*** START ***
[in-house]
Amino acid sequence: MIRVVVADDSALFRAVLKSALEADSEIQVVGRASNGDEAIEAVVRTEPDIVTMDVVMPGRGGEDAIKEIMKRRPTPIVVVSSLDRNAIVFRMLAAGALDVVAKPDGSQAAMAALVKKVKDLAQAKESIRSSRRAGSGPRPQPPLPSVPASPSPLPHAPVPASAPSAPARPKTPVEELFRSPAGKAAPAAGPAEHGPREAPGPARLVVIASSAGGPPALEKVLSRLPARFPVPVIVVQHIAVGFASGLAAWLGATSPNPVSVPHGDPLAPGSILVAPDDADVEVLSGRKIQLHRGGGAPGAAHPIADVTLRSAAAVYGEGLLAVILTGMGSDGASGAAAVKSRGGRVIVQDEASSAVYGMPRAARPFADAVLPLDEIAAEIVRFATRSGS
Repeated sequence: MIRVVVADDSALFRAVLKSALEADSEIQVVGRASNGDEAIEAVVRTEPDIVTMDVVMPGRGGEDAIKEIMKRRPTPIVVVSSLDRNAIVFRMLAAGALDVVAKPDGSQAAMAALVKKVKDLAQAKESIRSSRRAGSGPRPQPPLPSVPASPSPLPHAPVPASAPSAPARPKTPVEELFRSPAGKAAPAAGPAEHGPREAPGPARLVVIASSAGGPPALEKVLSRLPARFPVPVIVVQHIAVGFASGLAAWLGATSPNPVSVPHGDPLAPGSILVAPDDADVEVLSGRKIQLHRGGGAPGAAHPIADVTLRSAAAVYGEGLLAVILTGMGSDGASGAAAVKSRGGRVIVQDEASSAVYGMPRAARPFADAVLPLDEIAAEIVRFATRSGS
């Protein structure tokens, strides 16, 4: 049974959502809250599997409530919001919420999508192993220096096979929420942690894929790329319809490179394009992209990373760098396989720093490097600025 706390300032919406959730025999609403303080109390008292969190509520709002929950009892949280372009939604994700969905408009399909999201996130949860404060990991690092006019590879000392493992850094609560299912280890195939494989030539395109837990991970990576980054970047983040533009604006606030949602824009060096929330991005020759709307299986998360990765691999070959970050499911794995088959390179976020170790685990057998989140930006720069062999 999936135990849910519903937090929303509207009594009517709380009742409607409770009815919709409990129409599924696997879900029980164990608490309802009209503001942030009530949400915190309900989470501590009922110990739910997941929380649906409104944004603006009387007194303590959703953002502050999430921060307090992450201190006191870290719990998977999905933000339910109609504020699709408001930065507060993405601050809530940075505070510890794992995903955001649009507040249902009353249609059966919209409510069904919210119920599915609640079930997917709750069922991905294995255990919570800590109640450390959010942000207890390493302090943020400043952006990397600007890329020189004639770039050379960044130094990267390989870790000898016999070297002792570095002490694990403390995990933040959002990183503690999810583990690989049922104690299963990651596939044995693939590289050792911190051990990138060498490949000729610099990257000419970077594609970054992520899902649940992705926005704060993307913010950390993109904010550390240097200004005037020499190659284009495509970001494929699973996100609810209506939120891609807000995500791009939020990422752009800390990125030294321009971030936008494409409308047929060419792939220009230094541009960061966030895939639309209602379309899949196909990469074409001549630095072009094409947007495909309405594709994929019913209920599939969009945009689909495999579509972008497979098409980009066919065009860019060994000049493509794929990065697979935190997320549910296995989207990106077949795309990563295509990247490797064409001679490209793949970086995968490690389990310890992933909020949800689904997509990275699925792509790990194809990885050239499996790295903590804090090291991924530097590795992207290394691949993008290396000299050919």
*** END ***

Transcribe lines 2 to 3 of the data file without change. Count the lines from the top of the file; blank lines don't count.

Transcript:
Amino acid sequence: MIRVVVADDSALFRAVLKSALEADSEIQVVGRASNGDEAIEAVVRTEPDIVTMDVVMPGRGGEDAIKEIMKRRPTPIVVVSSLDRNAIVFRMLAAGALDVVAKPDGSQAAMAALVKKVKDLAQAKESIRSSRRAGSGPRPQPPLPSVPASPSPLPHAPVPASAPSAPARPKTPVEELFRSPAGKAAPAAGPAEHGPREAPGPARLVVIASSAGGPPALEKVLSRLPARFPVPVIVVQHIAVGFASGLAAWLGATSPNPVSVPHGDPLAPGSILVAPDDADVEVLSGRKIQLHRGGGAPGAAHPIADVTLRSAAAVYGEGLLAVILTGMGSDGASGAAAVKSRGGRVIVQDEASSAVYGMPRAARPFADAVLPLDEIAAEIVRFATRSGS
Repeated sequence: MIRVVVADDSALFRAVLKSALEADSEIQVVGRASNGDEAIEAVVRTEPDIVTMDVVMPGRGGEDAIKEIMKRRPTPIVVVSSLDRNAIVFRMLAAGALDVVAKPDGSQAAMAALVKKVKDLAQAKESIRSSRRAGSGPRPQPPLPSVPASPSPLPHAPVPASAPSAPARPKTPVEELFRSPAGKAAPAAGPAEHGPREAPGPARLVVIASSAGGPPALEKVLSRLPARFPVPVIVVQHIAVGFASGLAAWLGATSPNPVSVPHGDPLAPGSILVAPDDADVEVLSGRKIQLHRGGGAPGAAHPIADVTLRSAAAVYGEGLLAVILTGMGSDGASGAAAVKSRGGRVIVQDEASSAVYGMPRAARPFADAVLPLDEIAAEIVRFATRSGS